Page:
How I Became Location-Independent

Like so many other Americans, I lost my job in early 2009. Although I sent out dozens of résumés per week, I hadn't scored even a single interview by the time spring came around.
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Like so many other Americans, I lost my job in early 2009. Although I sent out dozens of résumés per week, I hadn't scored even a single interview by the time spring came around.

One afternoon I took a break from job hunting and came across a blog that described an alluring lifestyle. "Location independence," the website read, "is about the freedom to live and work from anywhere."

There was only one problem: I didn't have the funds to go to dinner with my friends, let alone "anywhere." Disappointed, I closed the browser tab and resumed my search for employment in Austin.

Step 1: Get Out of The Red

Spring soon heated up into a scorching Texas summer, but the local job market remained tepid. Left without many options, I looked into teaching English in Asia, as some of my fellow English and writing majors had done. I signed the contract with trepidation.

By November, I had arrived in Shanghai, where I would be teaching English to adults. While it was far from a dream job, I earned significantly more than my cost of living, which enabled me to pay off all the credit card debt I'd incurred while unemployed.

I also managed to saved a few thousand dollars for travel. In June 2010, I handed in my resignation and bought a one-way ticket to Vietnam. It wasn't location independence -- at least not yet -- but it was a big step in the right direction.

Step 2: Get On The Road

Three days before my departure to Saigon, a crazy thing happened. See, I'd causally applied for a freelance Web writer position with a digital media company -- and got accepted! (True story: A week into my Vietnam trip, I spotted graffiti that said "Jump, a net will appear." Apt, huh?)

The good news is that I was effectively location-independent: I could make money from anywhere and, theoretically, travel indefinitely. The not-so-good news? I was earning just $15 per piece, which meant that I needed to write 7-10 per day to keep going.

Before leaving Shanghai, I'd also launched my travel blog, Leave Your Daily Hell. It served mostly as a journal during the three months I spent traveling, first through Southeast Asia, then through the Middle East and Europe, so I was shocked when I was selected to participate in a high-profile blogging competition in Thailand later that year.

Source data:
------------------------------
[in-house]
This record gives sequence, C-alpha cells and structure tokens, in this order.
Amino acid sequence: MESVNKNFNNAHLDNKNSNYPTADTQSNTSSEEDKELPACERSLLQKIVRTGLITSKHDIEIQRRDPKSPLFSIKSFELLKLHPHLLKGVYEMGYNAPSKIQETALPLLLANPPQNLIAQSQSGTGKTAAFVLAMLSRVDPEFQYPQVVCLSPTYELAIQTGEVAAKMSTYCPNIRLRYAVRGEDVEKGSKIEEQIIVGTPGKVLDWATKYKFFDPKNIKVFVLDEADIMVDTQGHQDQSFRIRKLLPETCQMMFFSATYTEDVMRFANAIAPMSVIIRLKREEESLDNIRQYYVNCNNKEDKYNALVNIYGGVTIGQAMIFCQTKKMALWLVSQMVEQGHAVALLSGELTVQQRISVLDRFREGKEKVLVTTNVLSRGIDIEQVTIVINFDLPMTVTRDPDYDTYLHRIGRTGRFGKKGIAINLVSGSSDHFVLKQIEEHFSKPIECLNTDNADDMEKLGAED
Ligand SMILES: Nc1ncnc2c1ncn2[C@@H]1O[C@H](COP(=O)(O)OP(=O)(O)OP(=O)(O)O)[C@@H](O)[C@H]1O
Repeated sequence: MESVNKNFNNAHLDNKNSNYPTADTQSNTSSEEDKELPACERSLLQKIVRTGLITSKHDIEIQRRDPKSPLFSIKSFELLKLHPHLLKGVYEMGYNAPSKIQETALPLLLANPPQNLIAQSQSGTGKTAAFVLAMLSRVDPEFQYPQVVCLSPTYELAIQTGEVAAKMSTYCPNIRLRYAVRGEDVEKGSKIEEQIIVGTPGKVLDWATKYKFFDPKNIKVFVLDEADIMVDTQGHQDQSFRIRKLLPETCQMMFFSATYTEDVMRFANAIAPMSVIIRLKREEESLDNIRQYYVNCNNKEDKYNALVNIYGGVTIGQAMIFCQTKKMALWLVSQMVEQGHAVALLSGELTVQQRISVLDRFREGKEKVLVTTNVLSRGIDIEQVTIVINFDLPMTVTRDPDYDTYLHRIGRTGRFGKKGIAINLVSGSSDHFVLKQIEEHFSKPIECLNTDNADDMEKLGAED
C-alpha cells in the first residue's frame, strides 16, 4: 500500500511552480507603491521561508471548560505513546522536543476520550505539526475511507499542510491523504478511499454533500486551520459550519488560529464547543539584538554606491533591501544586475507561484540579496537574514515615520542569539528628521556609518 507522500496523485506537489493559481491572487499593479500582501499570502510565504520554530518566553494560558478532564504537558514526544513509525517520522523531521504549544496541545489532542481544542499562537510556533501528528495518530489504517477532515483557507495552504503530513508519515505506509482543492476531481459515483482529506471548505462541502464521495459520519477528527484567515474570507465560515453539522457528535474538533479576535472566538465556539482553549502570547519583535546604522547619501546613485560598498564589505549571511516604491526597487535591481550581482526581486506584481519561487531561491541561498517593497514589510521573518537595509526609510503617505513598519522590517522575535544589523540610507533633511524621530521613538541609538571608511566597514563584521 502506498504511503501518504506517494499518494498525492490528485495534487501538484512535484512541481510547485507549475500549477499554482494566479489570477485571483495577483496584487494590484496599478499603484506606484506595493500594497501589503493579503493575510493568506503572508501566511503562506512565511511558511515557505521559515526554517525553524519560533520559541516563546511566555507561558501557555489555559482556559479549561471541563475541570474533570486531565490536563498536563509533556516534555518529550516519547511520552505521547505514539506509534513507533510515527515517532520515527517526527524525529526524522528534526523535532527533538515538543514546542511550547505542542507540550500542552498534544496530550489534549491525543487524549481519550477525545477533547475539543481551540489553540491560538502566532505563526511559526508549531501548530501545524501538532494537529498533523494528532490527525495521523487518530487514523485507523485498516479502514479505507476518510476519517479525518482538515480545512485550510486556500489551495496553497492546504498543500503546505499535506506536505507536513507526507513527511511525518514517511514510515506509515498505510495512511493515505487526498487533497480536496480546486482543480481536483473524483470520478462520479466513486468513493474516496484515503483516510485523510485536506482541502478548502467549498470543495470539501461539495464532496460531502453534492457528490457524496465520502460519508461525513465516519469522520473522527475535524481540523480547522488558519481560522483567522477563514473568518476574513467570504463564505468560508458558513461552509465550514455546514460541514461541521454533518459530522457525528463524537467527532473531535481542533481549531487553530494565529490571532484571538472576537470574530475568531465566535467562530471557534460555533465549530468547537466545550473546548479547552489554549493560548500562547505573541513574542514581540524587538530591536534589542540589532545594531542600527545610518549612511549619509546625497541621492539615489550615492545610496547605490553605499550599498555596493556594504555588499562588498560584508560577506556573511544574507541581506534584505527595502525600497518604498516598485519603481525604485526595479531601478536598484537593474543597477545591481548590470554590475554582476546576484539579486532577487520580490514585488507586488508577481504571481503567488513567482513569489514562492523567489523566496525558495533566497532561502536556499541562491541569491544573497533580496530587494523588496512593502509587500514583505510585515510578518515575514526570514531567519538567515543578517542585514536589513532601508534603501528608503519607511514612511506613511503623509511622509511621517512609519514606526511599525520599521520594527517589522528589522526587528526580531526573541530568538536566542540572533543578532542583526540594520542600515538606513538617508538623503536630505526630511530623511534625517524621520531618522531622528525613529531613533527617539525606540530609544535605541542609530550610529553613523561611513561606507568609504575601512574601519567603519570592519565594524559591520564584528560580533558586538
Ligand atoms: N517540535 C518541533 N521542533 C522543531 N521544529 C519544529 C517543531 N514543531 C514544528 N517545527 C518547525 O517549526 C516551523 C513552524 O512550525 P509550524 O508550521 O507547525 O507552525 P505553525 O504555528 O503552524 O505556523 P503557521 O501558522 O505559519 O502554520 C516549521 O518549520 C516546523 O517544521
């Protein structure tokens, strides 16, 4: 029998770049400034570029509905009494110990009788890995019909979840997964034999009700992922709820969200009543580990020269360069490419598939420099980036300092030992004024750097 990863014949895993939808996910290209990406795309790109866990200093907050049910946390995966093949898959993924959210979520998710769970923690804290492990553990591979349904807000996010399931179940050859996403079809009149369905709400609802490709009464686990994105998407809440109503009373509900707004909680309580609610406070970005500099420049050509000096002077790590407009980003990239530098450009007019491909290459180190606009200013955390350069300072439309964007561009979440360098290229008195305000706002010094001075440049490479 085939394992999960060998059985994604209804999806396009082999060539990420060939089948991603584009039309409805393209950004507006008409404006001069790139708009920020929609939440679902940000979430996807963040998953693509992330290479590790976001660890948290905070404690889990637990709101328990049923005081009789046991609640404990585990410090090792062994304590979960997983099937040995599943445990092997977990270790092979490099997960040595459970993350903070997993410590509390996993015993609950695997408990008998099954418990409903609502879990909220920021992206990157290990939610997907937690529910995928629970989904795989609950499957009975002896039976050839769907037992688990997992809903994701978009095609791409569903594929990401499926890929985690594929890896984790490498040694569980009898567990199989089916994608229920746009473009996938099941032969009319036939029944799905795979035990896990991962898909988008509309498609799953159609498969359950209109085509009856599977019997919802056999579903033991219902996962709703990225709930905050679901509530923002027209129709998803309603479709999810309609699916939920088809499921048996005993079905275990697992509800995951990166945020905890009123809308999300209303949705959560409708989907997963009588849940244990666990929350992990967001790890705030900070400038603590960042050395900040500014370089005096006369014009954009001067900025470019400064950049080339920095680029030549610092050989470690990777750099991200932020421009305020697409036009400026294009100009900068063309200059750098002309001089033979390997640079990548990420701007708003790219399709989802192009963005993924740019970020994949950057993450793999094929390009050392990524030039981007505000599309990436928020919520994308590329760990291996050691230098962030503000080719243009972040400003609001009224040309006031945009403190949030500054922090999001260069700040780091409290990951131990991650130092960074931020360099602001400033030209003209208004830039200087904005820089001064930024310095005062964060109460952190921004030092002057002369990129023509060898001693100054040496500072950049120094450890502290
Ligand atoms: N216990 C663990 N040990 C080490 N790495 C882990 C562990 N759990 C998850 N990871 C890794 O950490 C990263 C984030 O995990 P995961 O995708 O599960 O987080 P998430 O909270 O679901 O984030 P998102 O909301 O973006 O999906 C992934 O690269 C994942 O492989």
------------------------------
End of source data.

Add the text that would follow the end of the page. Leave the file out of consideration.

Step 3: Get Off the Payroll

Among the travel blogging heavyweights I met in Bangkok was Nellie, who runs the wildly popular WildJunket blog. When I told her about how I was funding my travels, her reaction was less than positive. If fact, she said, that sounds really boring. It stung at the time, but she was right.

I spent 2011 and the beginning of 2012 working double-duty, traveling through South America, North Africa and Australia using the money I made writing "Web content," then burning the midnight oil and writing five articles per week for my travel blog, which steadily grew in popularity.

I sometimes wrote as many as 5,000 words per day, my work promoting Leave Your Daily Hell via social media and optimizing the site for search engines notwithstanding.

My hard work finally paid off in March of this year, when I received my first advertising inquiry. It's been all uphill from there although, as I recently explained, travel blogging doesn't have much in common with your typical vacation.

Three years ago, I couldn't buy my sister a drink. Last week, I bought her a plane ticket to Thailand with frequent flier miles! I am living proof that all you need to fundamentally transform your life is a goal and an unwavering commitment to achieving it. Becoming location-independent isn't easy, but it is achievable.